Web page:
Is flat pack housing the future?

Its not the latest idea but I do wonder if flat pack housing is the way to go for the future especially if labour costs are critical factors.

Because mass producing stackable wall units and other sections of a home can not only be cost affective but also extremely quick in comparison to traditional housing methods. The same can be said for “unique” homes as you take a standard design and construction method using original flat pack building methods and introduce with it the odd shape or alteration in the design. Which in reality leads to mass produced panels coming off a factory floor while the unique parts go to a bespoke part of the factory.

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But it doesn’t stop there because when you work with things like a slot wall system where your literally dropping walls in then sealing them up. Your talking a huge saving in labour construction time compared to a traditional home design.

Its things to way up when looking at if you should go down the flat pack route or go with a traditional home. Because on the surface going down the usual routes may seem cost affective but factoring in labour costs and some of the maintenance issues. You may find that the change into flat pack which if they are adapted from industrial and commercial design could have some unique benefits. E.g. easy to clean and maintain, easy access for cable runs etc.

Personally I like both although not a fan of “modern” mass produced housing that you find on estates but do like flatpack and traditional older type houses. Mainly on the older traditional houses as they do have better construction methods but also extremely expensive ones (I am talking houses over 100 years old). With things like traditional oak beams and lath and plaster methods used. But with a carpentry background I do like the unique and original wood.

At the same time understand the world is changing and things are beginning to get expensive. Moving away from what we would “like” and to what we need is going to become more of an issue as time goes on. The same as the materials and resources used in construction. I can see more and more foam injected panels becoming the norm because they are both cheap and efficient. In the same way the outer and inner skins becoming more acceptable as “finished” and quick to install.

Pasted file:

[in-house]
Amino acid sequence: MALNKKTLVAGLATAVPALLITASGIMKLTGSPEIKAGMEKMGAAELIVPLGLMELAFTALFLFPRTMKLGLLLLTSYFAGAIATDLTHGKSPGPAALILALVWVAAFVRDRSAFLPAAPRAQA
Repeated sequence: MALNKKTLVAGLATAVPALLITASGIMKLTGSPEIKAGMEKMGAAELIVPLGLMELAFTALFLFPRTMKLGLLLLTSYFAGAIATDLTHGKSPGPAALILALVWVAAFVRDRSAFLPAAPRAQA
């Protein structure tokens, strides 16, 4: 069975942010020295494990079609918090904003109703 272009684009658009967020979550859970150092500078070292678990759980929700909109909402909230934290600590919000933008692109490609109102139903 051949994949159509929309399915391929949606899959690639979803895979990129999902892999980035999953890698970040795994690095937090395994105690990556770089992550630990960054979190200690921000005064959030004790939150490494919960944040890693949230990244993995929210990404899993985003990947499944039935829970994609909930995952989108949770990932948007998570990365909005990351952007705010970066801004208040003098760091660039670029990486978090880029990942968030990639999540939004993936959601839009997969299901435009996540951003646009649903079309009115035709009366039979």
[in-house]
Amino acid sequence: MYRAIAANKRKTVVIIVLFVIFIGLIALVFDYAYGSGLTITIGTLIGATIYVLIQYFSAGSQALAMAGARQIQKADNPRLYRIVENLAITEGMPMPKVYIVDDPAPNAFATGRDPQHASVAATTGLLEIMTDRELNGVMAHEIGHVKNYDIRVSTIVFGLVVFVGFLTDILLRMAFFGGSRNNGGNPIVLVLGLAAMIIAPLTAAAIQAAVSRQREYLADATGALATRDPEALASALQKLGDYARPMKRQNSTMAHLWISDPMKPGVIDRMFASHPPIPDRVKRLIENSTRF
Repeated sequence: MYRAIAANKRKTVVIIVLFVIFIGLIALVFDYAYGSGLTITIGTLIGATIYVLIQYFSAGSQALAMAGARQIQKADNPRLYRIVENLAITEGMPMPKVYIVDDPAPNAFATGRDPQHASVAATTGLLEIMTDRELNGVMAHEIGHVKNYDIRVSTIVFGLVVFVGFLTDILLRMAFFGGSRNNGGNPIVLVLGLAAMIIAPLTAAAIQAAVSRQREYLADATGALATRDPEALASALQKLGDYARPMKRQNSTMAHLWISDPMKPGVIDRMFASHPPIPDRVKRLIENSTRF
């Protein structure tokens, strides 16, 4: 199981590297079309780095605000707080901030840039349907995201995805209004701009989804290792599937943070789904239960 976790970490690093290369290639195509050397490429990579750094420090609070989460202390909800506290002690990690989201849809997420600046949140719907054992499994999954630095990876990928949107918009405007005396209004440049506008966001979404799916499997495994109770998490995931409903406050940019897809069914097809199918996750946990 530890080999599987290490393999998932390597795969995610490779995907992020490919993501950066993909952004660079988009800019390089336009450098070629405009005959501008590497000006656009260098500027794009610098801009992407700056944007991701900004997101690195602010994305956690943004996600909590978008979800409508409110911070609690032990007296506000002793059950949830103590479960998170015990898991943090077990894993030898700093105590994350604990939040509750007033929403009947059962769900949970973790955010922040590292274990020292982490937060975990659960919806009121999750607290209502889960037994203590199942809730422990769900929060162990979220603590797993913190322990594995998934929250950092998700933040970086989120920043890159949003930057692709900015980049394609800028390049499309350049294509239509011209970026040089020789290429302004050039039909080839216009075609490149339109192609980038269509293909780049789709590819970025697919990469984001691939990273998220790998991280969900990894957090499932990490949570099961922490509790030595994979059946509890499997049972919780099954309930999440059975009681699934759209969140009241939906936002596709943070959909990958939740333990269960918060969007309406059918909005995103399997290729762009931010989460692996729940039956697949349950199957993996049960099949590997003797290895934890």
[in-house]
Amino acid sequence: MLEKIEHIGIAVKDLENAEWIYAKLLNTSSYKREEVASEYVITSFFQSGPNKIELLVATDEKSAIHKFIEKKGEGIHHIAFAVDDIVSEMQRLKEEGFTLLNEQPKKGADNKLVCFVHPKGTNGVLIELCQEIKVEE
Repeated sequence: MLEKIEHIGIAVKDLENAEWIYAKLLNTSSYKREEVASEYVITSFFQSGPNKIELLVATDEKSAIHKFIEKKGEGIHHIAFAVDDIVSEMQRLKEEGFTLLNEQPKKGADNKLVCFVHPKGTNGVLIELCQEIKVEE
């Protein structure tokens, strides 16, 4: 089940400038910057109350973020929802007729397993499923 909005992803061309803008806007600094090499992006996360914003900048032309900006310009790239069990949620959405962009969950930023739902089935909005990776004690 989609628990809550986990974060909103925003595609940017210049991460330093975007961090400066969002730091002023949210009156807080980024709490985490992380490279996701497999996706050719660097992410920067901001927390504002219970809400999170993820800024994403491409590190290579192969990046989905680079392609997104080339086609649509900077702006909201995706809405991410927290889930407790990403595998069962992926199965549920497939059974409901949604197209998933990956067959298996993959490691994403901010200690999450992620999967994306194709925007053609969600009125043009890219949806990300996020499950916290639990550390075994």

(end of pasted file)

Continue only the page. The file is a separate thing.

Shipping Container Home–Gainesville,Fla in the U.S.

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A Gainesville, Fla., man explains the benefits of owning a home made of old shipping containers. WTLV’s Heather Crawford reports.

Viability of shipping container homes is contested on a regular basis yet we are finding more and more examples of people who have already made the leap into container living. The fact is the negativities people come up with for not living in a container are always sorted out before people who actually “live” in a container home even move in.

Even the look of a home that is seen as ugly by some will find others see it as an industrial look that breaks up the look of the area. In reality a shipping container home because they are primarily built by the people who live in them they aren’t like normal homes. I think there is more thought going into them as profit isn’t the key to the home but environmentally friendly, cost affective and functional. As you can see in the video the guy is more than happy with his shipping container home to the point he has nothing negative to say about living in one.

With house prices still struggling in the recession moving away from borrowing and into cash buying a lot then buying in sections seems more viable for many.